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Learn to Choose the Right Stirrups for You

Stirrup History and Types of Stirrups
Inlaid saddle with fancy stirrups.
One of the most basic pieces of equipment used in riding is the stirrup. Whether attached to a back pad or saddle, the stirrup helps the rider stay balanced and aids in  posting the trot and mounting. Stirrups are thought to have evolved from the needs of mounted soldiers who had to stabilize their balance to accurately aim and shoot lances, bows and other armaments. Many ancient images depict riders sitting in saddles without stirrups, but stirrups come in many different shapes and over history, their form has changed--from simple loops used in prehistoric times, and by the native peoples of North America, to the delicate metal slipper shaped stirrups used by ladies riding side saddle.
Stirrups have been made of leather, wood, metals and synthetic materials. They can be plain or decorative. More and more popular today is the safety stirrup, as one of the dangers of using stirrups is that it's possible to get a foot caught in one during an 'unscheduled dismount'. No matter what style of riding you choose there is a safety stirrup that not only looks great, but allows the rider's foot to slide out safely.
There are several types of English and western safety stirrups available and are called by different brand names. They are made to slide apart or open up if the rider takes a fall. Some, like my Mountain Horse stirrups look almost identical to regular stirrups. Others are designed on less traditional lines with curved or slanted sides. Which one you choose will depend on how you ride. If you only ride at home or on trail, then you can pick one that is comfortable for you without regards to looks. If you plan on showing, you’ll need stirrups that look more traditional.
 
English stirrup for horse riding
• English Stirrup
The English stirrup has changed little over the last century. You may find very old stirrups with solid bottoms. But today's stirrup has an open oval where you rest your foot that is usually covered with a white or black stirrup pad (or tread). Some variations are angled in various ways to prevent ankle and leg pain. These are called offset stirrups. Others are turned where the stirrup leather loops through the top, so they sit sideways to the horse, rather than flat against the horse. This makes it easier to pick up your stirrup with your toe while riding and prevents the stirrup leather from sitting against your calf twisted. This stirrup is suitable for general riding and showing. A safe riding boot must be worn with this type of stirrup.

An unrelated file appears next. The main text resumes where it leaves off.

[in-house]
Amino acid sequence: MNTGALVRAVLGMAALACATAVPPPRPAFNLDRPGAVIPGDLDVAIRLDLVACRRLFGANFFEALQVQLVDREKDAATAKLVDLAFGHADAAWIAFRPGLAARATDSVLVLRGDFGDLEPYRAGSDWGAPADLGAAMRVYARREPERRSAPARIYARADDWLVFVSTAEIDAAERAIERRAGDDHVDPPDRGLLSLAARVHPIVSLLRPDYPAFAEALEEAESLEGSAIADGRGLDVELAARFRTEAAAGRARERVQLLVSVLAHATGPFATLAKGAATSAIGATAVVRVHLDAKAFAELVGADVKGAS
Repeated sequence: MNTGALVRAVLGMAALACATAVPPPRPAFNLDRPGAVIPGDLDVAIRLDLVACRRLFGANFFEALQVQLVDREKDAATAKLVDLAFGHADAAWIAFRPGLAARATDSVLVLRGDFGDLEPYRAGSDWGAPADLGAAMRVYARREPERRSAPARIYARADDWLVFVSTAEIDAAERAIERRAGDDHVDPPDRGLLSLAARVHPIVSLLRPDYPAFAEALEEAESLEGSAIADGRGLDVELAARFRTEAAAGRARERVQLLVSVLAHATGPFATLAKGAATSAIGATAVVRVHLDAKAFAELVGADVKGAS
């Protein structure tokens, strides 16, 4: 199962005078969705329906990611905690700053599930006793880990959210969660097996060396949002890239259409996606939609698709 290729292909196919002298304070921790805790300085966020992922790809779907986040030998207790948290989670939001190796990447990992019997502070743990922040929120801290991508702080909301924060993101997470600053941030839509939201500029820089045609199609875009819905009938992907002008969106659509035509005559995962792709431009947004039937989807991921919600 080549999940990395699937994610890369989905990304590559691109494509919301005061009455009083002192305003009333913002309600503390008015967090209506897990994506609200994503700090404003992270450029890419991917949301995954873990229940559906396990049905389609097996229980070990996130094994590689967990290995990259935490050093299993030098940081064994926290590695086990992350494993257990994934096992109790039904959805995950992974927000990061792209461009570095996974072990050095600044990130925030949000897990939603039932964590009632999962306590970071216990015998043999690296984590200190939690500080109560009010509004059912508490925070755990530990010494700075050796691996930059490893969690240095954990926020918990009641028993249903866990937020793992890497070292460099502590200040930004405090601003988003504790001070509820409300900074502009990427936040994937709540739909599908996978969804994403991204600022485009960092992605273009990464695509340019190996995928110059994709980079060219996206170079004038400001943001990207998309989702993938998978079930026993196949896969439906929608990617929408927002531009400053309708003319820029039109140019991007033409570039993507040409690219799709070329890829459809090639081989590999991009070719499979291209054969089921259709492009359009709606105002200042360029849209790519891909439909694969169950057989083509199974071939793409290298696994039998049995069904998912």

Fillis Stirrup
• English Fillis Stirrups
Fillis stirrups are similar to common English stirrups, and are sometimes called knife edged stirrups. The are somewhat heavier than common stirrups because the area where your foot rests is thicker and the oval in the middle 'deeper'. These stirrups were designed by James Fillis, a French military and dressage trainer in the late 1800s. Most dressage riders use a Fillis stirrup. One advantage of the Fillis stirrup  that I've found is that because they are heavier, they are easier to get your toe back in should you lose a stirrup while riding. I don't like them because they have no safety features. You must wear a proper boot with a heel to prevent your foot slipping through I know after years of experience that the sole of your foot can become almost numb after posting a number of hours in regular stirrups during a long ride like a competitive trail or endurance ride. Endurance stirrups eliminate that by being very wide, and well padded under the foot. They hang straight, rather than sideways like traditional stirrups, to avoid chaffing by a twisted stirrup leather. They are made with very lightweight but strong materials, as one 
of the goals of most endurance riders is to keep tack lightweight. These stirrups may be hooded as well, so the foot doesn't slide through in case of a fall.